IIID Design Yatra: Taking design to where it matters
Bangalore December 04, 2016: It is not just about designing for the elite few who appreciate and solicit design. It is not just about letting one’s creativity flow unhindered, manifesting as an iconic piece that unfailingly grabs the attention of every passer-by, serving as a talking point amidst the designer fraternity. It is not even about identifying and picking the sensible modes of design that speak the language of sustainability and minimal consumption.
It is about taking design to those segments that matter most; avenues that have hitherto failed to see its presence, segments that would benefit most by their introduction and manifestation. It is about taking design to the masses. The IIID Bangalore Regional Chapter chose to do just that from Nov 12th to Nov 24th, take design to the masses and decided to do it in the most unique arresting manner, by being part of a Design Yatra on four Nanos currently traversing through the entire country.
As part of this Design Yatra, a panel discussion was held on the modes of achieving this objective, with eminent city architects and social personalities participating. The discussion veered around the manner in which the designer fraternity can make a difference and make design permeate the masses and the public spaces, leading to the emergence of better managed spaces, both public and private, irrespective of the income levels or social strata addressed.
Architect Gayathri Shetty, Chairperson IIID BRC set the tone when she stated, “Step beyond the role of just being an architect and collaborate with the common man, as when it comes to the city, what makes the difference is the collaborative effort.”
Social activist Anita Reddy pointed to the challenge of integrating the poor with the rest of the society to make design work, given the minimal spaces in which they dwelled. She added that the city has to look consciously on what is required and implement rather than take ques from what is prevailing overseas. “Cost effective need not spell as cheap. Rather it is better housing for the poor. We need to be inclusive in our planning to see a better city emerging. It is not about building homes but building communities.”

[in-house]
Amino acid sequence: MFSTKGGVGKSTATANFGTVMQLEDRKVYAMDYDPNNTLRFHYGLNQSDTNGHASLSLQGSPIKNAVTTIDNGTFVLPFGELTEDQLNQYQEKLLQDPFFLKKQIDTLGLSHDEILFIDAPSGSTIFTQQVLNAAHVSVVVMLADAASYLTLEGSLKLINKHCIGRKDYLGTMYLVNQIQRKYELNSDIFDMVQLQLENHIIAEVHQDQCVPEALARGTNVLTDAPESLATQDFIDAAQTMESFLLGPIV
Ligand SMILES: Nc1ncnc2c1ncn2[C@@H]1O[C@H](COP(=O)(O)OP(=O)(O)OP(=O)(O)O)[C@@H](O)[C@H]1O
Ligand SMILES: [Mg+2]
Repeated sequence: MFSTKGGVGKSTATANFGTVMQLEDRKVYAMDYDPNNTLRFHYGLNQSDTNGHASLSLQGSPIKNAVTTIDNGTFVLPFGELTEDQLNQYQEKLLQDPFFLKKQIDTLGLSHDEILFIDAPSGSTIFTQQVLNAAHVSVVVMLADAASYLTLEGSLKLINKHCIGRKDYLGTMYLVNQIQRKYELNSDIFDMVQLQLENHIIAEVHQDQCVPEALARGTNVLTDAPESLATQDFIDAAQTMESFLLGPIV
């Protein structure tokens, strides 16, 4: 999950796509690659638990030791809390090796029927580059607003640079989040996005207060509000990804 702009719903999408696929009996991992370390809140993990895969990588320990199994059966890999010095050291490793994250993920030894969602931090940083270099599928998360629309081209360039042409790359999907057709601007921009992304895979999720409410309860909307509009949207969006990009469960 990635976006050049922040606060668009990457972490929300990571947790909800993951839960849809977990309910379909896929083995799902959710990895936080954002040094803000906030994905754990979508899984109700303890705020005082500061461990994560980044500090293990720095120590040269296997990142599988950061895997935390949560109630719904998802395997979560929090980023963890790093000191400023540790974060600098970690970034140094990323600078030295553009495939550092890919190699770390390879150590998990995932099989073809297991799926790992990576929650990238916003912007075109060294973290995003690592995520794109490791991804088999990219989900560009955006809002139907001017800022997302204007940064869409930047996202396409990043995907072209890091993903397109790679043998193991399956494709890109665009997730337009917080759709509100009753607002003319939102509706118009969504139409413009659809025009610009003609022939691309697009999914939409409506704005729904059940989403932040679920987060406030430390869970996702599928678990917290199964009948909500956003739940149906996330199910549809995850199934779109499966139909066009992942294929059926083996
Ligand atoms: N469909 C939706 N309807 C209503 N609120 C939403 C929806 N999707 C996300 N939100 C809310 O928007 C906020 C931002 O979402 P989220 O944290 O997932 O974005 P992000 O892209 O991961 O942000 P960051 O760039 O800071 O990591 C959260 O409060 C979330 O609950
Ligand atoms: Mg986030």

Ravichandar, Chairman and Managing Director of FeedbackConsulting pointed to the insensitivity of the government where action is moreto address crisis than recognising public spaces are fast shrinking. “Designfraternity needs to come up with concrete solutions and work with thegovernment.”
As a solution, IT professional, David Faria suggestedseparating the planning and development functions from the government.“Currently there is no comprehensive plan on how the city is required to grow.You need to have the vision of what is required and design will move inaccordance.” For a world class city, the people should be held responsible forthe upkeep and quality of the public spaces, he further added. “This will alsorule out all haphazard developments that are currently the norm.”For theatre personality Prakash Belawadi, it wasquestion of finding a common cause to make a change. “A common cause andrepresentation of the masses can bring in the change. Traffic congestion forinstance is a great leveller as it affects everyone, from all strata ofsociety.” He further added that for design to be accessible to the masses, itshould be available without involving a huge